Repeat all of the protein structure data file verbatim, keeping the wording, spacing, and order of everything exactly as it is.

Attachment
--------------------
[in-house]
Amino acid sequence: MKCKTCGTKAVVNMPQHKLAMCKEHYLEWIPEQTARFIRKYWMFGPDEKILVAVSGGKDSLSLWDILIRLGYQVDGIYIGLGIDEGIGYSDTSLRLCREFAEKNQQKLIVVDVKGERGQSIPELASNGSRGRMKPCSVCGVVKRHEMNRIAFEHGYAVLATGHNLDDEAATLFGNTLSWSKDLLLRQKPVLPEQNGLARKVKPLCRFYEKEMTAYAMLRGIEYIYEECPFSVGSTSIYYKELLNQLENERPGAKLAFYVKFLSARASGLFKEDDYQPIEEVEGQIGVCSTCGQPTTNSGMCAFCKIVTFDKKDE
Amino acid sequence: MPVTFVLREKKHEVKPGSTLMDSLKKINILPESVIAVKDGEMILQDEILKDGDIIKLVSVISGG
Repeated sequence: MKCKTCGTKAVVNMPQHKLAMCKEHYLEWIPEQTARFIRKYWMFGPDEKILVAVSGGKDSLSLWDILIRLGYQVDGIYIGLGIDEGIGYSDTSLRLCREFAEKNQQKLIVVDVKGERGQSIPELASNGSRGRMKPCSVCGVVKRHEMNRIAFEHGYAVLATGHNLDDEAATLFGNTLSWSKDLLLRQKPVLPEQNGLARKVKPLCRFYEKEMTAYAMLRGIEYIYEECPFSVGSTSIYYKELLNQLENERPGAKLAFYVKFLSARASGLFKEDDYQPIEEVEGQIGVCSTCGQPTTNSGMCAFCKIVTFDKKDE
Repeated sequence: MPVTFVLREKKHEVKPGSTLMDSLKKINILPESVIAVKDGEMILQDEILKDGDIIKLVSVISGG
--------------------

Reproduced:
[in-house]
Amino acid sequence: MKCKTCGTKAVVNMPQHKLAMCKEHYLEWIPEQTARFIRKYWMFGPDEKILVAVSGGKDSLSLWDILIRLGYQVDGIYIGLGIDEGIGYSDTSLRLCREFAEKNQQKLIVVDVKGERGQSIPELASNGSRGRMKPCSVCGVVKRHEMNRIAFEHGYAVLATGHNLDDEAATLFGNTLSWSKDLLLRQKPVLPEQNGLARKVKPLCRFYEKEMTAYAMLRGIEYIYEECPFSVGSTSIYYKELLNQLENERPGAKLAFYVKFLSARASGLFKEDDYQPIEEVEGQIGVCSTCGQPTTNSGMCAFCKIVTFDKKDE
Amino acid sequence: MPVTFVLREKKHEVKPGSTLMDSLKKINILPESVIAVKDGEMILQDEILKDGDIIKLVSVISGG
Repeated sequence: MKCKTCGTKAVVNMPQHKLAMCKEHYLEWIPEQTARFIRKYWMFGPDEKILVAVSGGKDSLSLWDILIRLGYQVDGIYIGLGIDEGIGYSDTSLRLCREFAEKNQQKLIVVDVKGERGQSIPELASNGSRGRMKPCSVCGVVKRHEMNRIAFEHGYAVLATGHNLDDEAATLFGNTLSWSKDLLLRQKPVLPEQNGLARKVKPLCRFYEKEMTAYAMLRGIEYIYEECPFSVGSTSIYYKELLNQLENERPGAKLAFYVKFLSARASGLFKEDDYQPIEEVEGQIGVCSTCGQPTTNSGMCAFCKIVTFDKKDE
Repeated sequence: MPVTFVLREKKHEVKPGSTLMDSLKKINILPESVIAVKDGEMILQDEILKDGDIIKLVSVISGG